Direct patch download links for MS10-002 KB978207


Microsoft had released the out of band patch to resolve Internet Explorer vulnerabilities, see KB978207 and MS10-002 for additional details.

The patches for IE6, IE7, and IE8 are available on Windows Update and Microsoft Update.  Unfortunately for me, our business proxy blocks access to these sites.  We also have to go through a corporate vulnerability rating process, and if the vulnerability rates severe enough, a deployment plan will be developed, and tested, and scheduled…. long story short, without intervention on my part, it will be a long time until my machine sees any critical updates.

The ISC has rated this vulnerability at it’s highest risk level, PATCH NOW!

I manually downloaded the patch from the Microsoft download site.  You can find the patch for all OSs and versions of IE here.

New Internet Explorer 7 0-day exploit


SANS has reported a Microsoft IE7 0-day expoit that is now in the wild. This vulnerability is not adderssed by the forthcoming December 2008 patch Tuesday releases, or by the MS08-073 patch that was released on 12-09-2008.

Analysis shows the current exploit checks for the following conditions:

The user has to be running Internet Explorer
The version of Internet Explorer has to be 7
The operating system has to be Windows XP or Windows 2003

SANS has not yet confirmed if other versions are affected (Internet Explorer 6 or Internet Explorer 7 on Microsoft Windows Vista).

ThreatExpert has a very nice overview of the modifications the exploit makes to compromised computers.

Additional Resources:

ZDNet Security Blog
Secunia Advisory

MS08-067 vulnerability, exploit, and reverse engineering in detail


Since Microsoft released the out of band patch detailed in MS08-067 yesterday, an exploit and worm have already been developed and seen in the wild.  Dave Aitel announced the exploit yesterday in his DailyDave mailing list. SecurityFocus has the exploit available for download hereAlexander has also published his decompiled version of the vulnerable function.  Stephenl has a nice description of how he reverse engineered the patches to determine the specific vulnerability.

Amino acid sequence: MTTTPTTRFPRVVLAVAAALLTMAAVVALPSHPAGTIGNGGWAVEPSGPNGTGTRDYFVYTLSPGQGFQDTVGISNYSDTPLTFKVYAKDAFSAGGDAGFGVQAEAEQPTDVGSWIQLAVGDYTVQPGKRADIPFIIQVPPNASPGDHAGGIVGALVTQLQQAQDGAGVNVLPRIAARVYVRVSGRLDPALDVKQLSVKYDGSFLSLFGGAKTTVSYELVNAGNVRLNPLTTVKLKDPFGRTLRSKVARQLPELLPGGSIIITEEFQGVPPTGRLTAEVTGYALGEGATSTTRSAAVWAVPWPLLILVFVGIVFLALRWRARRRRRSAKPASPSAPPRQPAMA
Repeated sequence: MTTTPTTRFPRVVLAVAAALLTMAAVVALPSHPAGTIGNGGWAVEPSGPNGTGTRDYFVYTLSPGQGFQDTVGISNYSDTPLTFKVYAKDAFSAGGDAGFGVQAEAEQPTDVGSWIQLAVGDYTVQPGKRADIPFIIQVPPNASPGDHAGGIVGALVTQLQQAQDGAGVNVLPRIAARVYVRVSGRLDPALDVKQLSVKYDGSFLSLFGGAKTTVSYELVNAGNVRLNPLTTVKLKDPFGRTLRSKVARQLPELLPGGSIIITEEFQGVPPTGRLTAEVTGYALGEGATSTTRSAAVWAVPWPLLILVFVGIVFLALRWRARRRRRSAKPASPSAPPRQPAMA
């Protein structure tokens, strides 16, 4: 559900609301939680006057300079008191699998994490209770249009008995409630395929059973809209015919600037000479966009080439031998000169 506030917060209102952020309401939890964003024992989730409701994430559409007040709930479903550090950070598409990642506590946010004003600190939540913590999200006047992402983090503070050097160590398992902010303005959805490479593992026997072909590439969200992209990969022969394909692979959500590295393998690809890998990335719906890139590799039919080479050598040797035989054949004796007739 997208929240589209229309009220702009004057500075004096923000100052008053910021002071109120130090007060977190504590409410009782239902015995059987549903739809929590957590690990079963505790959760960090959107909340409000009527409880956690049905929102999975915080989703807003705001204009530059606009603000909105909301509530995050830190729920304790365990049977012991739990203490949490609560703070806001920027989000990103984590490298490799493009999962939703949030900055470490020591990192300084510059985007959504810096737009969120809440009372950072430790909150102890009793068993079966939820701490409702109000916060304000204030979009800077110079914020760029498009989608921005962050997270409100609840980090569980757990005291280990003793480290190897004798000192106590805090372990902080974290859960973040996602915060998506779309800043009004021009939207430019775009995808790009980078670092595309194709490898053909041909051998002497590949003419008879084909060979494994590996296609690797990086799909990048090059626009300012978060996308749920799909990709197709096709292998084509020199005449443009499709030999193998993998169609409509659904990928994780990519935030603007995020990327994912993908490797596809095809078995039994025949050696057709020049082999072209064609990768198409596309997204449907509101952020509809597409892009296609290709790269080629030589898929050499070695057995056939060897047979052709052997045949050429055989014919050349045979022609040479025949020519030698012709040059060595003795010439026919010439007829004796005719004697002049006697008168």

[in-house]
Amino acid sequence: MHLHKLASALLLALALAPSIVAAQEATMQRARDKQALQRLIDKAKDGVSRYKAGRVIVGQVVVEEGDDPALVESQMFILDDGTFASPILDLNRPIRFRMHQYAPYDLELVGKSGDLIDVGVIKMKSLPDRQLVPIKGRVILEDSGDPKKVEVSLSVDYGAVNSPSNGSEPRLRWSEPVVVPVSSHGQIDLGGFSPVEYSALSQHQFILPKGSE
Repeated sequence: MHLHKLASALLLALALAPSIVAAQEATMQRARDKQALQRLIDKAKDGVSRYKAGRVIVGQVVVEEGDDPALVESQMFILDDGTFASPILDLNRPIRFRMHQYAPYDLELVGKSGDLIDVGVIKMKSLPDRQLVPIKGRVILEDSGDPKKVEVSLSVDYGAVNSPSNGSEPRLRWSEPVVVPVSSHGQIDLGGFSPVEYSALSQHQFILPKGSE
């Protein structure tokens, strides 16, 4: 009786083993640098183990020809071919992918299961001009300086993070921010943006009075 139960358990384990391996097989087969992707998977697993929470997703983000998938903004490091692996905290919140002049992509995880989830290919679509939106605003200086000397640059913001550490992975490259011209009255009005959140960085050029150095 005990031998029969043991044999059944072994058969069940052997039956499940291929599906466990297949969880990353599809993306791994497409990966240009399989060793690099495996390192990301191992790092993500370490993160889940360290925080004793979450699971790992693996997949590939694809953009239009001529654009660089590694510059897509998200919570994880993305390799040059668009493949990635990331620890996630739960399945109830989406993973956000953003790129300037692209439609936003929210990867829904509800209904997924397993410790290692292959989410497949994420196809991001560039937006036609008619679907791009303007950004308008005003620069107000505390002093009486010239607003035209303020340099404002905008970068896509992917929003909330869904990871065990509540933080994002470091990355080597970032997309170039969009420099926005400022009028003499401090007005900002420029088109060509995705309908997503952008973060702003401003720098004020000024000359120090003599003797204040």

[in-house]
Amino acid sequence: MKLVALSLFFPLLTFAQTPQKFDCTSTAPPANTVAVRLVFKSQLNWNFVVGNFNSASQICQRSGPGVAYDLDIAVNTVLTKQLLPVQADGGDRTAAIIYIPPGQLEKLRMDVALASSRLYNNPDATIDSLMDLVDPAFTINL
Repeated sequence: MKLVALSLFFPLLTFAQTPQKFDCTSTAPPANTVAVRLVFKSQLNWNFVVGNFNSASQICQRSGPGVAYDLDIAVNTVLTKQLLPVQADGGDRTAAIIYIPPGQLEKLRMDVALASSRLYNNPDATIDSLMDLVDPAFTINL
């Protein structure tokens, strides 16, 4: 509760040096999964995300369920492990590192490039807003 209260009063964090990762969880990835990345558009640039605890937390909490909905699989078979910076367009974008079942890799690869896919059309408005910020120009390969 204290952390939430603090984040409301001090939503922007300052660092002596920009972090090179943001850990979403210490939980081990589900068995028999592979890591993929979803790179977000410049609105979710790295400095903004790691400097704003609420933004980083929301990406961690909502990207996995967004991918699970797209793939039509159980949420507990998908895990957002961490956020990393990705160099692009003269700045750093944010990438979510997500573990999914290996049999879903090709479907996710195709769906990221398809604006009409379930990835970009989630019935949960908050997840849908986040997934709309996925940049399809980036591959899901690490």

The ThreatExpert Blog has a very nice description of how the worm, named Gimmiv.A operates. Gimmiv.A creates three files in the %system%\WBEM\ directory: winbase.dll, basesvc.dll, and syicon.dll.

ThreatExpert reports

“After dropping and loading the aforementioned DLLs, the worm will collect system information from the compromised computer, collect passwords from the Windows protected storage and Outlook Express passwords cache, and post collected details to a remote host. The details are posted in an encrypted form, by using AES (Rijndael) encryption. 

Details collected by Gimmiv.A are then posted to a personal profile of the user “perlbody”, hosted with http://www.t35.com hosting provider. At the time of this writing, there are 3,695 entries in that file. Every line contains an encrypted string, which could potentially conceal current victims’ details, indirectly indicating how many victims have been compromised by this worm so far.

The most interesting part of this worm is implemented in the DLL basesvc.dll. This DLL is responsible for the network propagation of the worm.”

If you cannot immediately patch your systems, the best defense is to restrict access to ports 139 and 445.

For additional detail, see this Microsoft Security Vulnerability Research & Defense blog posting.

The Microsoft Malware Protection Center has a page dedicated to Gimmiv.A, which they are calling a trojan rather than a worm.

McAfee has a nice description of the exploit code as well.

You can verify your anti-virus vendor detects Gimmiv.A at virustotal.com

Sun Java Multiple Security Vulnerabilities Rated Highly Critical


Sun has disclosed multiple security vulnerabilities within their Java product, which are summarized here.  The categories of vulnerabilities include:

1) Security Bypass
2) Exposure of system information
3) Exposure of sensitive information
4) DoS
5) System access

The following Sun products are affected:

Java Web Start 1.x
Java Web Start 5.x
Java Web Start 6.x
Sun Java JDK 1.5.x
Sun Java JDK 1.6.x
Sun Java JRE 1.3.x
Sun Java JRE 1.4.x
Sun Java JRE 1.5.x / 5.x
Sun Java JRE 1.6.x / 6.x
Sun Java SDK 1.3.x
Sun Java SDK 1.4.x

The recommendation is to update your software immediately to a patched version:

JDK and JRE 6 Update 7:
http://java.sun.com/javase/downloads/index.jsp

JDK and JRE 5.0 Update 16:
http://java.sun.com/javase/downloads/index_jdk5.jsp

SDK and JRE 1.4.2_18:
http://java.sun.com/j2se/1.4.2/download.html